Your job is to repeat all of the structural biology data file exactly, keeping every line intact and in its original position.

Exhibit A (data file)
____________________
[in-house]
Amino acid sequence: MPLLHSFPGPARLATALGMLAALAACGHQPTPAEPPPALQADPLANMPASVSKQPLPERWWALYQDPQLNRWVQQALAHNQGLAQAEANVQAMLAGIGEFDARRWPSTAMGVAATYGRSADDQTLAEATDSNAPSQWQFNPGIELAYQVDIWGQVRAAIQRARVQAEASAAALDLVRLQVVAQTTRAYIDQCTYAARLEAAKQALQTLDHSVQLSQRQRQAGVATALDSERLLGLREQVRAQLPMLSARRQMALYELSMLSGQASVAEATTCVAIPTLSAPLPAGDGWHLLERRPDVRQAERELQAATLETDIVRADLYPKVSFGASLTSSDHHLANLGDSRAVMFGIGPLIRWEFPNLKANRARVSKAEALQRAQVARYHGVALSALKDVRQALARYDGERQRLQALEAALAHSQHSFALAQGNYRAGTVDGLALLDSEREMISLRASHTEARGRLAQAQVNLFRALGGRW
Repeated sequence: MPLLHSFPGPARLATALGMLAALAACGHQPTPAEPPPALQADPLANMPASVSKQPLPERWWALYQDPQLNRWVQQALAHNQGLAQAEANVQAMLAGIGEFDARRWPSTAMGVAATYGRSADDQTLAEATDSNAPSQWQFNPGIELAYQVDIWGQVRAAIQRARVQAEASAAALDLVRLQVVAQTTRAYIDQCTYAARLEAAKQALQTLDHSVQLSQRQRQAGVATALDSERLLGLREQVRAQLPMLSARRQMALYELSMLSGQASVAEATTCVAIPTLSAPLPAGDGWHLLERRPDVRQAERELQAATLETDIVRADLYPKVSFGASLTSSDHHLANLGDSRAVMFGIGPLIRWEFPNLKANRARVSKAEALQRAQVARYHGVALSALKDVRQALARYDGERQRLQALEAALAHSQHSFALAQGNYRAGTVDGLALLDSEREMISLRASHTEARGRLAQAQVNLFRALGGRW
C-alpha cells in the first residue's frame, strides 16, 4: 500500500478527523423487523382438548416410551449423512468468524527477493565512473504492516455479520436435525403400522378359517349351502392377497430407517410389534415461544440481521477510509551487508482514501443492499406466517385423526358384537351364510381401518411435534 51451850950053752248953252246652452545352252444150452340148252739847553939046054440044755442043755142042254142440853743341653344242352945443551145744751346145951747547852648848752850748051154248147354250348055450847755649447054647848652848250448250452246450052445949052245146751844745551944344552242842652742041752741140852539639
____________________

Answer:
[in-house]
Amino acid sequence: MPLLHSFPGPARLATALGMLAALAACGHQPTPAEPPPALQADPLANMPASVSKQPLPERWWALYQDPQLNRWVQQALAHNQGLAQAEANVQAMLAGIGEFDARRWPSTAMGVAATYGRSADDQTLAEATDSNAPSQWQFNPGIELAYQVDIWGQVRAAIQRARVQAEASAAALDLVRLQVVAQTTRAYIDQCTYAARLEAAKQALQTLDHSVQLSQRQRQAGVATALDSERLLGLREQVRAQLPMLSARRQMALYELSMLSGQASVAEATTCVAIPTLSAPLPAGDGWHLLERRPDVRQAERELQAATLETDIVRADLYPKVSFGASLTSSDHHLANLGDSRAVMFGIGPLIRWEFPNLKANRARVSKAEALQRAQVARYHGVALSALKDVRQALARYDGERQRLQALEAALAHSQHSFALAQGNYRAGTVDGLALLDSEREMISLRASHTEARGRLAQAQVNLFRALGGRW
Repeated sequence: MPLLHSFPGPARLATALGMLAALAACGHQPTPAEPPPALQADPLANMPASVSKQPLPERWWALYQDPQLNRWVQQALAHNQGLAQAEANVQAMLAGIGEFDARRWPSTAMGVAATYGRSADDQTLAEATDSNAPSQWQFNPGIELAYQVDIWGQVRAAIQRARVQAEASAAALDLVRLQVVAQTTRAYIDQCTYAARLEAAKQALQTLDHSVQLSQRQRQAGVATALDSERLLGLREQVRAQLPMLSARRQMALYELSMLSGQASVAEATTCVAIPTLSAPLPAGDGWHLLERRPDVRQAERELQAATLETDIVRADLYPKVSFGASLTSSDHHLANLGDSRAVMFGIGPLIRWEFPNLKANRARVSKAEALQRAQVARYHGVALSALKDVRQALARYDGERQRLQALEAALAHSQHSFALAQGNYRAGTVDGLALLDSEREMISLRASHTEARGRLAQAQVNLFRALGGRW
C-alpha cells in the first residue's frame, strides 16, 4: 500500500478527523423487523382438548416410551449423512468468524527477493565512473504492516455479520436435525403400522378359517349351502392377497430407517410389534415461544440481521477510509551487508482514501443492499406466517385423526358384537351364510381401518411435534 51451850950053752248953252246652452545352252444150452340148252739847553939046054440044755442043755142042254142440853743341653344242352945443551145744751346145951747547852648848752850748051154248147354250348055450847755649447054647848652848250448250452246450052445949052245146751844745551944344552242842652742041752741140852539639